Poems & Essays

24 Aug

Ventricular Septal Defect

Babyhood No Response

At twenty weeks, the doctors gave
an ultrasound that discovered a tiny

hole in the baby’s heart. “Small,” 
he said. “May close on its own.

But sometimes they stay open, 
and then surgery’s needed. We’ll see 

at your next appointment.” For one month, 
I carried that information in my chest 

like a jack-in-the-box, unexpectedly popping 
open fear about a valve that might leak 

like a fountain pen. I found myself in traffic 
waiting for the light to change, 

sewing in my mind, taking thread so fine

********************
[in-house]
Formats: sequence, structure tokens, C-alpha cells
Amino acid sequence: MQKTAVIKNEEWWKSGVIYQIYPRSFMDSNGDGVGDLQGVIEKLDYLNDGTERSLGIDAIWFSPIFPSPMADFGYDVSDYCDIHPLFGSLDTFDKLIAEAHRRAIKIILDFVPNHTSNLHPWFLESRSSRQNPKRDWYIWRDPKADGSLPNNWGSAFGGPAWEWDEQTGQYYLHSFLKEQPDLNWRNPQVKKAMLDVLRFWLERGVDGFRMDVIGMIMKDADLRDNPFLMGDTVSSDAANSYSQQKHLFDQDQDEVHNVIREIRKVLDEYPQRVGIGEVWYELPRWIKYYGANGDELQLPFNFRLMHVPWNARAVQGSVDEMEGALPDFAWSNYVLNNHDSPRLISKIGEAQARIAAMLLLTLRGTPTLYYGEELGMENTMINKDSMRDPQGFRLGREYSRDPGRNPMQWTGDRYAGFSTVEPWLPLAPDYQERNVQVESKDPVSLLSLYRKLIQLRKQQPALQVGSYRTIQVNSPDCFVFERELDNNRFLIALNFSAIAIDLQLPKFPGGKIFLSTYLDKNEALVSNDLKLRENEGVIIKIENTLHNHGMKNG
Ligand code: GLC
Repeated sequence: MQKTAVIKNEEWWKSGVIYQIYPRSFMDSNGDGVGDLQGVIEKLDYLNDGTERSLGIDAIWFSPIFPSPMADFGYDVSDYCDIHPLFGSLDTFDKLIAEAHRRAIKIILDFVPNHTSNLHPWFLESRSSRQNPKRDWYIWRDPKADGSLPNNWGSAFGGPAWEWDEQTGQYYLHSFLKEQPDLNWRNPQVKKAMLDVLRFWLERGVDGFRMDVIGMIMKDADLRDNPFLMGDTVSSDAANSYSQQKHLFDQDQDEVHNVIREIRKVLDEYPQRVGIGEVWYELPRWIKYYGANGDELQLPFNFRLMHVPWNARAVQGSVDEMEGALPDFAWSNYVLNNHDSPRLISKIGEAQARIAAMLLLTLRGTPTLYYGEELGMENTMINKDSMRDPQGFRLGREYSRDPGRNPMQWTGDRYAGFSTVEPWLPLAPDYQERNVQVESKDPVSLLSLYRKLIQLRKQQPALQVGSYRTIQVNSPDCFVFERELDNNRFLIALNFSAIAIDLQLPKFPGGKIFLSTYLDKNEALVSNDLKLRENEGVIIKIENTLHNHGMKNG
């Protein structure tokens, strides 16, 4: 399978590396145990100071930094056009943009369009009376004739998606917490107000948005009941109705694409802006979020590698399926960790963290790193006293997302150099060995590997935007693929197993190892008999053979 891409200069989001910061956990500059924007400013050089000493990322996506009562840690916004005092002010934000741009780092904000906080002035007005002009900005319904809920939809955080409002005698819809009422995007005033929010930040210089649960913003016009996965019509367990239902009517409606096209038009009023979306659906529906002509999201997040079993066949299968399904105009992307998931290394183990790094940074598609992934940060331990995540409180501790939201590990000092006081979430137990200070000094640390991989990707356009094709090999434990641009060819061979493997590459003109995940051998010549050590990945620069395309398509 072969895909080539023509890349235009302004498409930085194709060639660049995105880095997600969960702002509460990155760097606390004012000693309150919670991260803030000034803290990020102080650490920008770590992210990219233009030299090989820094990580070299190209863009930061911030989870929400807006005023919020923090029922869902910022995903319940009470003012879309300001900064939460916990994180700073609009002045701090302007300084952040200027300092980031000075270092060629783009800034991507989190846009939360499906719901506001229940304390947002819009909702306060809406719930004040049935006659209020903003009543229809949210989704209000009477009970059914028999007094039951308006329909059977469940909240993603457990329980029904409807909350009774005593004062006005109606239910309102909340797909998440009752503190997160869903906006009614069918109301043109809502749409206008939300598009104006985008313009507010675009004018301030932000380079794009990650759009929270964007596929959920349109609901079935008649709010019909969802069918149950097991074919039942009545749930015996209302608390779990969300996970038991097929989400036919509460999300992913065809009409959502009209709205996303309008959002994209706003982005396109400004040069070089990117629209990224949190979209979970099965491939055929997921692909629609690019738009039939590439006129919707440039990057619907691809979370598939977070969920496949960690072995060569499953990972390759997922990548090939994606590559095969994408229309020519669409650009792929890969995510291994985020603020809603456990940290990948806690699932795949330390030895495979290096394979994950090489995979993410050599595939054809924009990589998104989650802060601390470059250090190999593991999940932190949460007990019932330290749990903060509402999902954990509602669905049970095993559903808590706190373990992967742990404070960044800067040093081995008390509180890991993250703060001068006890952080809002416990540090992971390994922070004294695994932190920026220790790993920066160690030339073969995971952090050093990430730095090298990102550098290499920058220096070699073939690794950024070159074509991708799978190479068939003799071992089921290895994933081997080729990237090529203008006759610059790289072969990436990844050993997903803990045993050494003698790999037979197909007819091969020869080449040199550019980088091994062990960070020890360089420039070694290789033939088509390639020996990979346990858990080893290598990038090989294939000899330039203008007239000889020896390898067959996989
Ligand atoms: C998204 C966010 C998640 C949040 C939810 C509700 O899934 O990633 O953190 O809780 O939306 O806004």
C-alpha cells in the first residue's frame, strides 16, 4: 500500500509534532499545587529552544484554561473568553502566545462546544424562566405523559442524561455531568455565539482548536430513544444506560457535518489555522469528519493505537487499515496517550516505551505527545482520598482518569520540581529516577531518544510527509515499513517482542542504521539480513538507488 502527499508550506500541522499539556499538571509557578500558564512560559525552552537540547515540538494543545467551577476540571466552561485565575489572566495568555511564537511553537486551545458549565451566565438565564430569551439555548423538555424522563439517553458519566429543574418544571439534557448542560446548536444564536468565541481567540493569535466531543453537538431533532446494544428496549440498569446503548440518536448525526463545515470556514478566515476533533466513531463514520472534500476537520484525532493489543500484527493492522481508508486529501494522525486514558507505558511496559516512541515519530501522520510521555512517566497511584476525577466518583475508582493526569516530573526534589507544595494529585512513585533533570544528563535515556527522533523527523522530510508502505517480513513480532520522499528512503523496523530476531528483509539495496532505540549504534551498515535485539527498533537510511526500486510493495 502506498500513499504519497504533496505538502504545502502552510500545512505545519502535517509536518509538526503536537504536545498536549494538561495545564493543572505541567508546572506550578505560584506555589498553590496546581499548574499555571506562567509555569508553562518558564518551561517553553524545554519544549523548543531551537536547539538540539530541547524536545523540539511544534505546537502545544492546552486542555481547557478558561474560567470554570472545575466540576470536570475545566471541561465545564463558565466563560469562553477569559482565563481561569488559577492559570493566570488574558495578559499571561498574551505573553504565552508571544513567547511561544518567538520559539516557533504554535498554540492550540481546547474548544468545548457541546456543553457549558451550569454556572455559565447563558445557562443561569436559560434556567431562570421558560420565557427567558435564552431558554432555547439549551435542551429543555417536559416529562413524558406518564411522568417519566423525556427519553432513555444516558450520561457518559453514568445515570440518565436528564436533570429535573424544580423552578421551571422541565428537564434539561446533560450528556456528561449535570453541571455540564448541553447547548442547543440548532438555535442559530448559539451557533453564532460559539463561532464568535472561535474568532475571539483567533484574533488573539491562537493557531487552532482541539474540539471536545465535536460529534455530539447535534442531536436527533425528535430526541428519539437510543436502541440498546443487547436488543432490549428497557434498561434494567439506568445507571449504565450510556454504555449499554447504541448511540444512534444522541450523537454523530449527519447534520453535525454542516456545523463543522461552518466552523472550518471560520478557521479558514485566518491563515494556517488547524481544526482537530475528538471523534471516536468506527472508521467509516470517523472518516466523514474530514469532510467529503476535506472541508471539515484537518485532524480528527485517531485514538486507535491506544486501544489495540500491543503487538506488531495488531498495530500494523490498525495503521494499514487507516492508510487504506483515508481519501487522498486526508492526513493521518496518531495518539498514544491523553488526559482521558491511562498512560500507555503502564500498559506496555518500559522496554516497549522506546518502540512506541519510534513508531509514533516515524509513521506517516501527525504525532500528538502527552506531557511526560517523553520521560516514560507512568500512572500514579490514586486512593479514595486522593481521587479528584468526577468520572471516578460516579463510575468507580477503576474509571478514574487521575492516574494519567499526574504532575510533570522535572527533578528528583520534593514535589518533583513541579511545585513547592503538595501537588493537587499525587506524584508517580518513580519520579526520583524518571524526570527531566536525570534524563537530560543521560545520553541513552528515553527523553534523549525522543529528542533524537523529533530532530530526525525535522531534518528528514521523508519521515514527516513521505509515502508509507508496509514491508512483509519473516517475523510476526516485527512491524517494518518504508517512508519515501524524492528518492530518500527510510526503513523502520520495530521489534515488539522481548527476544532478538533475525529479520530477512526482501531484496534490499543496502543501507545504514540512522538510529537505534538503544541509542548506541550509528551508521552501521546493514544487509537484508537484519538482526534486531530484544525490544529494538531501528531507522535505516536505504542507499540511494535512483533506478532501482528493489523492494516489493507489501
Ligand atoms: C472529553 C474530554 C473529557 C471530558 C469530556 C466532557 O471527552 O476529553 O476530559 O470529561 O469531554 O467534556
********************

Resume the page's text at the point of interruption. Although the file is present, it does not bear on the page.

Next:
it’s sinewy iridescence barely seen 

and stitching the tiny hole shut. Down 
through the growing skin, back up 

catching the soft flap of fresh skin. Up and down, 
using the same delicate tension my grandmother 

taught me to use to create even stitches, 
until I’d sewn the hole shut thousands of times. 

At the clinic, after another ultrasound, the doctor said, 
“Looky here, nothing to worry about.”

Dana Salvador’s work has been featured in the Prairie Schooner, descant (forthcoming), North American Review, Literary Mama, Water~Stone Review, Red Rock Review, and North Dakota Quarterly, among others. Additionally, she is the recipient of a Vogelstein Foundation Grant and the recipient of the 2016 Patricia Dobler Poetry Award.

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